If you look at all of history, the geographical and economic size of the greatest powers has had to continually increase. America, while huge as far as countries go, will seem small compared to the supernations that I suspect will become popular as the 21st century comes to a close. That's probably a long ways off, but I doubt another globe-spanning superpower nation, as we currently know it, will replace America as she declines in relative power. We're headed for a very strange reenactment of the multi-polar world that was 1871-1918. However, with the advent of nuclear weapons and the proliferation of the information age, huge conventional wars are likely a thing of the past. That doesn't count out other types of catastrophic events, though.

Actually historically the norm has been that there are no Superpowers but only a collection of rival world powers. As such most of history or at least most of western history has been dominated by conflict between these rival powers. A Superpower is able to dominate is sphere of influence which leads to a Pax (ie Pax Romana, Pax Britania, Pax Americana) which put simply is a period of time wherein no major conflict can occur against the will of the Superpower unless it involves the Superpower (in other words the Superpower enforces peace or else).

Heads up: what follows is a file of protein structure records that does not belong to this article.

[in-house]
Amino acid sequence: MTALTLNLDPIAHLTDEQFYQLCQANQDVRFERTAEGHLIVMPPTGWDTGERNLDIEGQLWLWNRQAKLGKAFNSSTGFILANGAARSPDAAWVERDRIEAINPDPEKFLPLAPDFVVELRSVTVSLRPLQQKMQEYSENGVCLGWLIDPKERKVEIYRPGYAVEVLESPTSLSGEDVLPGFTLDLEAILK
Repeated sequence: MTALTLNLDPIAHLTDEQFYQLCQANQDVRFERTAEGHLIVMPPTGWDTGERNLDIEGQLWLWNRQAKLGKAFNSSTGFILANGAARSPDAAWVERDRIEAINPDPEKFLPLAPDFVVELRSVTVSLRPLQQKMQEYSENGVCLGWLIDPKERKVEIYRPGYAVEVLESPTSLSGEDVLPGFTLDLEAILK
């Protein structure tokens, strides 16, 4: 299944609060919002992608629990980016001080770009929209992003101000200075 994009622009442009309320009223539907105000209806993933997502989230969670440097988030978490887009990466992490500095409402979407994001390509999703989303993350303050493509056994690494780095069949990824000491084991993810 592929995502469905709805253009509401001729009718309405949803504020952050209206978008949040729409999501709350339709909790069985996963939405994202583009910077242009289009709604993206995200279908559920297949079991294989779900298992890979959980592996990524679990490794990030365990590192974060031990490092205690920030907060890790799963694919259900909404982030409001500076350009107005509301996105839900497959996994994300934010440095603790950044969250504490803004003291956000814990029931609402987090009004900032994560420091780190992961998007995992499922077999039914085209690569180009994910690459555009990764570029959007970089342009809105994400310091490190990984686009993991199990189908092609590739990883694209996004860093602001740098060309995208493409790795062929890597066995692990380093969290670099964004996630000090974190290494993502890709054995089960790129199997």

I do agree with your overall premise though that after the United States ceases to be a Superpower and reverts to a World Power (which will happen because its exceptionally difficult to maintain Superpower status, particularly in the modern world where such things like territorial conquest are strong frowned upon).

My personal prediction: